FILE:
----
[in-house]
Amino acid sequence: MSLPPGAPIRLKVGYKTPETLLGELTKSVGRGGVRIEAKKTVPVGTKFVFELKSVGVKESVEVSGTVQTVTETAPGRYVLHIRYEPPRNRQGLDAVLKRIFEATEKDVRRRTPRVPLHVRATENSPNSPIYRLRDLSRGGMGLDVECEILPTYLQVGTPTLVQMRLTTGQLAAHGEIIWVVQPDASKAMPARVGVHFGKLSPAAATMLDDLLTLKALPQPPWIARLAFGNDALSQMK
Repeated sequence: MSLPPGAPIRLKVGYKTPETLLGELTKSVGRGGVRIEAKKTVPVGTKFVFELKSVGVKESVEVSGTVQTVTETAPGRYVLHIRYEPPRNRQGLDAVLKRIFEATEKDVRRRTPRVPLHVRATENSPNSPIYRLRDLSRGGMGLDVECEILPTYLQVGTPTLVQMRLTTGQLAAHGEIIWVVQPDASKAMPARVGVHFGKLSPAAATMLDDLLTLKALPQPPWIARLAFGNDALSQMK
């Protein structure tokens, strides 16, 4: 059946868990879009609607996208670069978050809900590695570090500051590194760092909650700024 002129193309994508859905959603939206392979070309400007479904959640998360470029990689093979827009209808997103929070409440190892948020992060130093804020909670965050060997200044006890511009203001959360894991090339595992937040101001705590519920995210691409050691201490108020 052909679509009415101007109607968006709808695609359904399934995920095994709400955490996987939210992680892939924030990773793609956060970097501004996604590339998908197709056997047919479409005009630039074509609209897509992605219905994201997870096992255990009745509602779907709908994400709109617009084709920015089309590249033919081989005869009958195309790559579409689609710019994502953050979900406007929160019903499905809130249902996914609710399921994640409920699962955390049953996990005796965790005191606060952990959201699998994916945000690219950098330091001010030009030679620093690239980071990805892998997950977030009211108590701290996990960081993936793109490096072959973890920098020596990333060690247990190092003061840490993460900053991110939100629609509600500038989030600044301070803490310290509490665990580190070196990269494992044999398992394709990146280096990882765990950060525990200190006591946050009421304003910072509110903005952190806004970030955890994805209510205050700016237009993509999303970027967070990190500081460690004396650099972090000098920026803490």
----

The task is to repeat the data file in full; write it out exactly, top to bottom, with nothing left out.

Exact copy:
[in-house]
Amino acid sequence: MSLPPGAPIRLKVGYKTPETLLGELTKSVGRGGVRIEAKKTVPVGTKFVFELKSVGVKESVEVSGTVQTVTETAPGRYVLHIRYEPPRNRQGLDAVLKRIFEATEKDVRRRTPRVPLHVRATENSPNSPIYRLRDLSRGGMGLDVECEILPTYLQVGTPTLVQMRLTTGQLAAHGEIIWVVQPDASKAMPARVGVHFGKLSPAAATMLDDLLTLKALPQPPWIARLAFGNDALSQMK
Repeated sequence: MSLPPGAPIRLKVGYKTPETLLGELTKSVGRGGVRIEAKKTVPVGTKFVFELKSVGVKESVEVSGTVQTVTETAPGRYVLHIRYEPPRNRQGLDAVLKRIFEATEKDVRRRTPRVPLHVRATENSPNSPIYRLRDLSRGGMGLDVECEILPTYLQVGTPTLVQMRLTTGQLAAHGEIIWVVQPDASKAMPARVGVHFGKLSPAAATMLDDLLTLKALPQPPWIARLAFGNDALSQMK
């Protein structure tokens, strides 16, 4: 059946868990879009609607996208670069978050809900590695570090500051590194760092909650700024 002129193309994508859905959603939206392979070309400007479904959640998360470029990689093979827009209808997103929070409440190892948020992060130093804020909670965050060997200044006890511009203001959360894991090339595992937040101001705590519920995210691409050691201490108020 052909679509009415101007109607968006709808695609359904399934995920095994709400955490996987939210992680892939924030990773793609956060970097501004996604590339998908197709056997047919479409005009630039074509609209897509992605219905994201997870096992255990009745509602779907709908994400709109617009084709920015089309590249033919081989005869009958195309790559579409689609710019994502953050979900406007929160019903499905809130249902996914609710399921994640409920699962955390049953996990005796965790005191606060952990959201699998994916945000690219950098330091001010030009030679620093690239980071990805892998997950977030009211108590701290996990960081993936793109490096072959973890920098020596990333060690247990190092003061840490993460900053991110939100629609509600500038989030600044301070803490310290509490665990580190070196990269494992044999398992394709990146280096990882765990950060525990200190006591946050009421304003910072509110903005952190806004970030955890994805209510205050700016237009993509999303970027967070990190500081460690004396650099972090000098920026803490």